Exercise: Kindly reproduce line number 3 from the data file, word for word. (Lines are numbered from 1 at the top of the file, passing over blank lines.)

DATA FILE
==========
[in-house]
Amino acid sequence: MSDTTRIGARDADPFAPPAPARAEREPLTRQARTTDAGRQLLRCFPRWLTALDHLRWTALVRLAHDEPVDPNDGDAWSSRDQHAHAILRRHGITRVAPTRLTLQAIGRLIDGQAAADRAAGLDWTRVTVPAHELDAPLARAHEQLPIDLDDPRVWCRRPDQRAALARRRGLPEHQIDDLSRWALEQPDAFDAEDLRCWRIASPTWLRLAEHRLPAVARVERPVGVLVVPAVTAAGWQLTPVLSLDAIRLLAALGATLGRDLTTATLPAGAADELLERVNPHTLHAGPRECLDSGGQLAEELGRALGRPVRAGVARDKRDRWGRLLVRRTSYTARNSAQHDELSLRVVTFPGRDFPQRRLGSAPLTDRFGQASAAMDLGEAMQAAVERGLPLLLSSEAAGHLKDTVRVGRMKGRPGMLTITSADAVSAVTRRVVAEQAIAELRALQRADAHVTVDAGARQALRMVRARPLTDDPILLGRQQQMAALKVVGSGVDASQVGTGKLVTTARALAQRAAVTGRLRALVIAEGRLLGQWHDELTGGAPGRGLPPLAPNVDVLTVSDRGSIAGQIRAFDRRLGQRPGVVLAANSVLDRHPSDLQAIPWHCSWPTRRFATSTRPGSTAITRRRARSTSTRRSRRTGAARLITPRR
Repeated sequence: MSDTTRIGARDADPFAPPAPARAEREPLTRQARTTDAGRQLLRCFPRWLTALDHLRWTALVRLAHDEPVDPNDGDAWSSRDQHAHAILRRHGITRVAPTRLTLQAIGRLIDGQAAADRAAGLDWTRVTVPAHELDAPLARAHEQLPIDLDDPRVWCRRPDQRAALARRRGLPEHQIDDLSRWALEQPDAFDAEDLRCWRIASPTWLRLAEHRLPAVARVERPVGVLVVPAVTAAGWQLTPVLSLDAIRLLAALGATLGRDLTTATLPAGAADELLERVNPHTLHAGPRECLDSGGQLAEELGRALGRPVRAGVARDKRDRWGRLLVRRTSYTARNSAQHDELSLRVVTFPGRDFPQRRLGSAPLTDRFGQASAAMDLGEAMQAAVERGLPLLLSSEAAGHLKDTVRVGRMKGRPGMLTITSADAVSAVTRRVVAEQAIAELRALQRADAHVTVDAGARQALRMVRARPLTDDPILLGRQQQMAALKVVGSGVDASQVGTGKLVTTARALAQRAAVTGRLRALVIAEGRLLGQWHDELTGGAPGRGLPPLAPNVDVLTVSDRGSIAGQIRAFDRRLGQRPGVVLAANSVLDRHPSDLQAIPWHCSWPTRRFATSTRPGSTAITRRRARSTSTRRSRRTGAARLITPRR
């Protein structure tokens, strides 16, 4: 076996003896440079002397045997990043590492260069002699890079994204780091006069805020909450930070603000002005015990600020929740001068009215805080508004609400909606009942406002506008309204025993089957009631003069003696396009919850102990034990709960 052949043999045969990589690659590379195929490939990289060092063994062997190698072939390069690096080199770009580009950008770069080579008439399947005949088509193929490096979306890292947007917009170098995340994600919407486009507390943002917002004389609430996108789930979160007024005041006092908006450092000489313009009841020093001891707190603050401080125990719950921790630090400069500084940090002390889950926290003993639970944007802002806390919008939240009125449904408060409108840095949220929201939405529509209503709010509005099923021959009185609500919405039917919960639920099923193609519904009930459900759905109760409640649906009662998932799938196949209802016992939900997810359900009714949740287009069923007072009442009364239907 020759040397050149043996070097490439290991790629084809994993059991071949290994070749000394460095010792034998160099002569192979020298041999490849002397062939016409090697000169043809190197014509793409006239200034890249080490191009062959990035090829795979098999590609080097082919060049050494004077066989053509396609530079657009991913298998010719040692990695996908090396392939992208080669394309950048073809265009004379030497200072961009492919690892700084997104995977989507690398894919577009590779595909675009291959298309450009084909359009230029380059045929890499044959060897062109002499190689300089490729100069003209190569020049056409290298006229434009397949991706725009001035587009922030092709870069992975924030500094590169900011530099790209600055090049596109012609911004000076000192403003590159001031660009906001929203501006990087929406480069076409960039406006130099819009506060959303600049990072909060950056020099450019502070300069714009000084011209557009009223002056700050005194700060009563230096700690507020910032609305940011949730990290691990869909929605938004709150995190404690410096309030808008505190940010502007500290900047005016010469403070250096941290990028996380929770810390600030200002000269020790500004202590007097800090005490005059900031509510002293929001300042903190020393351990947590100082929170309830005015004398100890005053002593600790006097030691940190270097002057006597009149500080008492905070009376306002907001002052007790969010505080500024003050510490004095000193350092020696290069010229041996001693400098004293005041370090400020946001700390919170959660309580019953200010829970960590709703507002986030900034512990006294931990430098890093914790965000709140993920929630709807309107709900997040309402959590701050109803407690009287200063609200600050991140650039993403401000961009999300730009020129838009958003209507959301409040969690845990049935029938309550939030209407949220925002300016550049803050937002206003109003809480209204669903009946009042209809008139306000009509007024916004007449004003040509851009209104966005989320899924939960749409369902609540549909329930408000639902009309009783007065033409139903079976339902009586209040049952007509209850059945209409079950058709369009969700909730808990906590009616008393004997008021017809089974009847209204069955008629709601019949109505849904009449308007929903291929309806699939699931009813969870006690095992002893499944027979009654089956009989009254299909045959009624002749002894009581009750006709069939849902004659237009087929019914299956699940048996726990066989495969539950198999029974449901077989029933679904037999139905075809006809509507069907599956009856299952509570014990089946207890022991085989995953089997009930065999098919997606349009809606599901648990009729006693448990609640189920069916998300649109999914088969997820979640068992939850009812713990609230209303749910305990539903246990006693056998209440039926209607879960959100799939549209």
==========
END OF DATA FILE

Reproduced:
Repeated sequence: MSDTTRIGARDADPFAPPAPARAEREPLTRQARTTDAGRQLLRCFPRWLTALDHLRWTALVRLAHDEPVDPNDGDAWSSRDQHAHAILRRHGITRVAPTRLTLQAIGRLIDGQAAADRAAGLDWTRVTVPAHELDAPLARAHEQLPIDLDDPRVWCRRPDQRAALARRRGLPEHQIDDLSRWALEQPDAFDAEDLRCWRIASPTWLRLAEHRLPAVARVERPVGVLVVPAVTAAGWQLTPVLSLDAIRLLAALGATLGRDLTTATLPAGAADELLERVNPHTLHAGPRECLDSGGQLAEELGRALGRPVRAGVARDKRDRWGRLLVRRTSYTARNSAQHDELSLRVVTFPGRDFPQRRLGSAPLTDRFGQASAAMDLGEAMQAAVERGLPLLLSSEAAGHLKDTVRVGRMKGRPGMLTITSADAVSAVTRRVVAEQAIAELRALQRADAHVTVDAGARQALRMVRARPLTDDPILLGRQQQMAALKVVGSGVDASQVGTGKLVTTARALAQRAAVTGRLRALVIAEGRLLGQWHDELTGGAPGRGLPPLAPNVDVLTVSDRGSIAGQIRAFDRRLGQRPGVVLAANSVLDRHPSDLQAIPWHCSWPTRRFATSTRPGSTAITRRRARSTSTRRSRRTGAARLITPRR